[As ever, this piece is on the BBC News website, where they called it ‘How Broadband is Changing Africa’, though I think the real message is that a broadband Africa will change the Internet…]
Norman Borlaug, whose work in Mexico and India led to the ‘green revolution’ in agricultural production, died last week and was widely commemorated for his important work.
While the introduction of new crops and the use of irrigation, fertilisers and pesticides certainly enabled us to feed millions of people, the crops were delivered at a price, and we should not forget it and Borlaug’s green revolution, like every revolution, had a negative as well as a positive side.
New farming practices create dependencies on machinery and chemicals, and the the patents that protect genetically modified crops limit the ability of farmers to do things like retain seed from one harvest to plant next year, forcing them instead to buy anew each year.
I was reminded of the debate over the green revolution this week as I stood outside my hotel in Nairobi, Kenya, and watched a work gang lay fibre optic cable in a trench they were laboriously digging with pickaxes on the other side of the busy road.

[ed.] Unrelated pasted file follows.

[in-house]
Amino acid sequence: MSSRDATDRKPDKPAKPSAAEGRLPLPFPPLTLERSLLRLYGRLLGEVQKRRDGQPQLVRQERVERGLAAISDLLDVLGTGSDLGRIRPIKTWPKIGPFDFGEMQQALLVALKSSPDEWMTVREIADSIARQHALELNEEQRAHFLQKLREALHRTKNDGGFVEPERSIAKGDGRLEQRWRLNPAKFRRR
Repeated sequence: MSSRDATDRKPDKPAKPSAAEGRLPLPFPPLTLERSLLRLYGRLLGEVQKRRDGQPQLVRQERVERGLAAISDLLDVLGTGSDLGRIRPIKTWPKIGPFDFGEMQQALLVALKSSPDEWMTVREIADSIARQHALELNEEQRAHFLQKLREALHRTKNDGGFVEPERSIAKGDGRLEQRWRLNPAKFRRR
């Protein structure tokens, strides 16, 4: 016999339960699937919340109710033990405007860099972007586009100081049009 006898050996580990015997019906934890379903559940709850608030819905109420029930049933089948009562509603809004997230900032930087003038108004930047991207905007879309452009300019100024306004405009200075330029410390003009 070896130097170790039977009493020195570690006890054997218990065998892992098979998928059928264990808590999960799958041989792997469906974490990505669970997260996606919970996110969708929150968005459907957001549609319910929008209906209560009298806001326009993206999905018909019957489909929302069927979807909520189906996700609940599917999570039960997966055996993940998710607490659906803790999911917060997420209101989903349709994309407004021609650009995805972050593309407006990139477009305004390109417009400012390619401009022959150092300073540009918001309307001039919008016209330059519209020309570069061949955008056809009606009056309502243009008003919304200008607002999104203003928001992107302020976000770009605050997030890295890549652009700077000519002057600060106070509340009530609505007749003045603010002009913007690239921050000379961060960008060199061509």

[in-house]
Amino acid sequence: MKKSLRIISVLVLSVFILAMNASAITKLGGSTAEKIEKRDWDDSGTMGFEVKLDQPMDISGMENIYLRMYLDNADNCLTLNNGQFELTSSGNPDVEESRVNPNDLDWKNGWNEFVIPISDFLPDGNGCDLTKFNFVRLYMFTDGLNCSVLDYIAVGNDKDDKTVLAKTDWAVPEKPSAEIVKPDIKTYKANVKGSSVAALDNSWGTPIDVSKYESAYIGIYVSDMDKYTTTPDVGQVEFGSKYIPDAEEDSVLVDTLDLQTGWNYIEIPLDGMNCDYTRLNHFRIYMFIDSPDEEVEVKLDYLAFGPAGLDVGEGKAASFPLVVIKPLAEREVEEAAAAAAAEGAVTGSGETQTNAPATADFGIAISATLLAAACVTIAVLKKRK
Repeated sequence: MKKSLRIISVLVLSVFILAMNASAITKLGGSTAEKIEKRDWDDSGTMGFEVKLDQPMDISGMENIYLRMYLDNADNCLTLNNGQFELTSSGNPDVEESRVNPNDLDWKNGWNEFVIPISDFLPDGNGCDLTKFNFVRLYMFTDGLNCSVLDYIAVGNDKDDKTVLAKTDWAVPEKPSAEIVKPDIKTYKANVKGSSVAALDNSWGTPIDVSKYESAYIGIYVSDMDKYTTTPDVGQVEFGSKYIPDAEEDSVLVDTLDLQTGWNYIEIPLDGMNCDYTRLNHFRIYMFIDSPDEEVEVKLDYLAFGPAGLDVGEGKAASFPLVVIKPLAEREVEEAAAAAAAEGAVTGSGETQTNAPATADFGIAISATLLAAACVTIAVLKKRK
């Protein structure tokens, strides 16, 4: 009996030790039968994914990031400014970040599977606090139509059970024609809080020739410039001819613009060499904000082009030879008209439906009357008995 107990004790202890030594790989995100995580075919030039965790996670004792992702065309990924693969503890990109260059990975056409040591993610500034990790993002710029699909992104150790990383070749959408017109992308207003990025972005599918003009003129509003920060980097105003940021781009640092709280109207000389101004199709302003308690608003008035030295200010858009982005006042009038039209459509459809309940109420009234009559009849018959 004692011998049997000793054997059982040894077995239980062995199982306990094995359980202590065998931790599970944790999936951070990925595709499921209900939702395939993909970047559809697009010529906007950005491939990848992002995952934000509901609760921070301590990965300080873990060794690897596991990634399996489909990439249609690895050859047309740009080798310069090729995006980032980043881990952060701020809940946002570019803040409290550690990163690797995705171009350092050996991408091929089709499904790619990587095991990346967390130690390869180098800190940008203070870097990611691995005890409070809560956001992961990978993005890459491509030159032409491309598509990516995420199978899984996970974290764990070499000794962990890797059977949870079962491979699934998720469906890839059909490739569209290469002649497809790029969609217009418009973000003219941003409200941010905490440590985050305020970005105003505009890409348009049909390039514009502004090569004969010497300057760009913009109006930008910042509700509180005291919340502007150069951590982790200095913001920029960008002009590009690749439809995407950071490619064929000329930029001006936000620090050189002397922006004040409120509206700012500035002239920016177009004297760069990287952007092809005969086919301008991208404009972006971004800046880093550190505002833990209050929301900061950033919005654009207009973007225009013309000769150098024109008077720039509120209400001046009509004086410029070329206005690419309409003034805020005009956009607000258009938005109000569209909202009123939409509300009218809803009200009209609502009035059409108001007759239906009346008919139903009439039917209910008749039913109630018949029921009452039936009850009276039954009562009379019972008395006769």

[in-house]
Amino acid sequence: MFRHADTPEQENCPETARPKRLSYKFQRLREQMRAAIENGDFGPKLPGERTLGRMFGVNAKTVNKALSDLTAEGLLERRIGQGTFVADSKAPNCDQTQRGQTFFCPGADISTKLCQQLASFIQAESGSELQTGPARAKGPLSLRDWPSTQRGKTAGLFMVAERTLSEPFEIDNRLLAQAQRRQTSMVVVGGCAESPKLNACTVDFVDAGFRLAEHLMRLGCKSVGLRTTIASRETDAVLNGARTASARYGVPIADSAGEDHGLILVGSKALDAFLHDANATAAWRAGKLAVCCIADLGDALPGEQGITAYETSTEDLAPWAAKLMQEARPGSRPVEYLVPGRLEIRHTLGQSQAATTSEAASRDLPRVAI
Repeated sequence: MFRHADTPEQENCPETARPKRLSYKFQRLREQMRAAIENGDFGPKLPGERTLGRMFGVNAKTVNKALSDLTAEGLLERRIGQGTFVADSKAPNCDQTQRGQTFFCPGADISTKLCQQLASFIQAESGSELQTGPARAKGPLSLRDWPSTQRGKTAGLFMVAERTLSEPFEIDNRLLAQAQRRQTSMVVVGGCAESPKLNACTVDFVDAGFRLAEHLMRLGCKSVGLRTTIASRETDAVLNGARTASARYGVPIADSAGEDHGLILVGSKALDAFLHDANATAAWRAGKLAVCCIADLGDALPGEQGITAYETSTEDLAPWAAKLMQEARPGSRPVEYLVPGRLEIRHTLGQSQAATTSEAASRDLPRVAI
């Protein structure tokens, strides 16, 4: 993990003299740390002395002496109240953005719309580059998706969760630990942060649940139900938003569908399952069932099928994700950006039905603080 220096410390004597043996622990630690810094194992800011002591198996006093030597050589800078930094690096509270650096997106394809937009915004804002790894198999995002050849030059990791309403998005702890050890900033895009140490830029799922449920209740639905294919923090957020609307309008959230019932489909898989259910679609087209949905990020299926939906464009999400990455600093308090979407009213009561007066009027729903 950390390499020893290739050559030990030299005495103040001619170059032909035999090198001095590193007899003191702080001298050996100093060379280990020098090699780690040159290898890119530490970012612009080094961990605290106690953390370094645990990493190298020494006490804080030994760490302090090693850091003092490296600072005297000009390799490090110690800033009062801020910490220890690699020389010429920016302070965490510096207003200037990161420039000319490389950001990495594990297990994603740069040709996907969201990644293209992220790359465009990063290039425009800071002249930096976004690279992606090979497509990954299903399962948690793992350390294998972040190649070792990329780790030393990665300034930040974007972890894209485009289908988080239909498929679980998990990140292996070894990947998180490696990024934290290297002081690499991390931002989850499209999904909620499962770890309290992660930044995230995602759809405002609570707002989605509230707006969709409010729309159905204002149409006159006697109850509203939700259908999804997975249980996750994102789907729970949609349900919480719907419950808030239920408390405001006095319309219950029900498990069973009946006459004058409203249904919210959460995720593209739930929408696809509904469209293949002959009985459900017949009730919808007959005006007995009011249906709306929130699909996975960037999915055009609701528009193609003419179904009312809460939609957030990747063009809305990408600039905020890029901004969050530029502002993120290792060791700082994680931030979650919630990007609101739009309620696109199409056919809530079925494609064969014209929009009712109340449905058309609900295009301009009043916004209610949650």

One of the best things about working on Digital Planet is that I get the opportunity to visit places that I wouldn’t normally get to, and when I’m there I get to meet a lot of interesting people and talk about their work and their lives.
Yesterday I arrived in Nairobi, Kenya, to meet up with Gareth and Michelle, and after a trip to the BBC bureau we spent some time at KBC, the main Kenyan broadcaster.
But the afternoon was spent at Kibera, the slum in southern Nairobi. It’s the largest slum in Africa, with a population of over one million, and being there was astonishing.
I don’t have time now to write about it, or what I thought as we wandered through the space where a million people carve out a life. But I will.